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TIFF 2017 Review: Thelma

Norwegian director and writer, Joachim Trier, is no stranger to Canada’s largest Film Festival, premiering his features Reprise, Oslo August 31st, and Louder Than Bombs in previous years. This time around he brings the quiet sci-fi thriller Thelma to the festival, about a young girl’s move from her rural home to Oslo where she studies and begins to come into her own, although what she soon discovers about herself may be more than she can handle. The titular character of Thelma (Eili Harboe), falls in with her fellow classmate Anja (Okay Kaya), but comes to realize that her emotions act as the trigger for unexplainable, fantastical thing to occur.

The chilling and mysterious Norwegian backdrop, as well as the entire main cast truly serve to strengthen the film, but Eili Harboe in particular shines as Thelma, bringing an understated, innocent quality to a character who is pretty much a deer in headlights when it comes to everything outside of her small-town home. Her parents, Unni and Trond, are particularly controlling and manipulative of their daughter, leading one to question whether they know about her dark abilities. The heart of the film though is perhaps simply about a girl breaking free of her confines to discover who she truly is. Ultimately, what she must decide is whether or not to embrace her supernatural abilities or stifle them in fear of being out of control.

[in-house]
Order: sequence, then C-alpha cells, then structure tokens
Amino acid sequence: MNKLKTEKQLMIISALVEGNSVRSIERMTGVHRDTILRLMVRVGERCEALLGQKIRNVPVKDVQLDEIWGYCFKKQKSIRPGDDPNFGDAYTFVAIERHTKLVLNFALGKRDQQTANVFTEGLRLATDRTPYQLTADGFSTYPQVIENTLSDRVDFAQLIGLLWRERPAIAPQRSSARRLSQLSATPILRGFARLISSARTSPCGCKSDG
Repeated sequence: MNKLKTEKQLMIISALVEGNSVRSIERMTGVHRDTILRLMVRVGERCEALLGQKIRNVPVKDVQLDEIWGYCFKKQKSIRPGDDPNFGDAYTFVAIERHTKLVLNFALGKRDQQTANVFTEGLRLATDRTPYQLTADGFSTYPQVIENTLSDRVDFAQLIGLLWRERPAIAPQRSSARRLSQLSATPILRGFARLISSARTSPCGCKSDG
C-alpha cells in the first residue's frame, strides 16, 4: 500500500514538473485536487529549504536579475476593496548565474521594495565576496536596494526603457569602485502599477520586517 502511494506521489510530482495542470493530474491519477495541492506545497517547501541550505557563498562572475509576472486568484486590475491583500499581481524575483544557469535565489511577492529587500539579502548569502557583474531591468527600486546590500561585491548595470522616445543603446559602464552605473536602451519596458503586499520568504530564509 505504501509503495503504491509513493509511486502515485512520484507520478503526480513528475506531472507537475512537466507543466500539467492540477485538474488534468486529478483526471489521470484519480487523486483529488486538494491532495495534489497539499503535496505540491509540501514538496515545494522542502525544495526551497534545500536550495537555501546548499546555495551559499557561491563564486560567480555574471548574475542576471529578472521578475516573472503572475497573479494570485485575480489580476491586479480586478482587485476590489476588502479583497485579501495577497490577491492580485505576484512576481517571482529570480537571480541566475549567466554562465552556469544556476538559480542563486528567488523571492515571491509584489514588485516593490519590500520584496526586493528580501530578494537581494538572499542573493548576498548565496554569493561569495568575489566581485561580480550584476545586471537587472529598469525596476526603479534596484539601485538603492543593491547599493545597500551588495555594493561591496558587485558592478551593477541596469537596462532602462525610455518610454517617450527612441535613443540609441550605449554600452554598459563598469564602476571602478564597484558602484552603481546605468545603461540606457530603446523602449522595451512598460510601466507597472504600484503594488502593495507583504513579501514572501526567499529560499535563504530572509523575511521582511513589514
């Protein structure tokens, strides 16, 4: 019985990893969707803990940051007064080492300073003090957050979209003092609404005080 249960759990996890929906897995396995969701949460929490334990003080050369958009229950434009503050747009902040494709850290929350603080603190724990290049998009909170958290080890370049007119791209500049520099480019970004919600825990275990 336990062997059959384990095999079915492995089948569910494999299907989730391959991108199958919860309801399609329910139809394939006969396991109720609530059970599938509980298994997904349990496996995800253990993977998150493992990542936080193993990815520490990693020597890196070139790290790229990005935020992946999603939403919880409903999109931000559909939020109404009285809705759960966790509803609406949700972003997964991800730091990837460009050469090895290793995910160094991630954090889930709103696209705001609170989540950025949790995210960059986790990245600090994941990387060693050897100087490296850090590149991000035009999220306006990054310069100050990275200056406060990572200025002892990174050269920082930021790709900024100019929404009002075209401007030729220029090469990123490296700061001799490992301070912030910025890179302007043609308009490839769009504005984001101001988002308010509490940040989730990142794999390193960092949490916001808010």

Simone Meier

Simone Meier is a freelance writer from Toronto. She ardently wishes she lived in a period drama, and often thinks fondly of the day she met her film husband Michael Fassbender.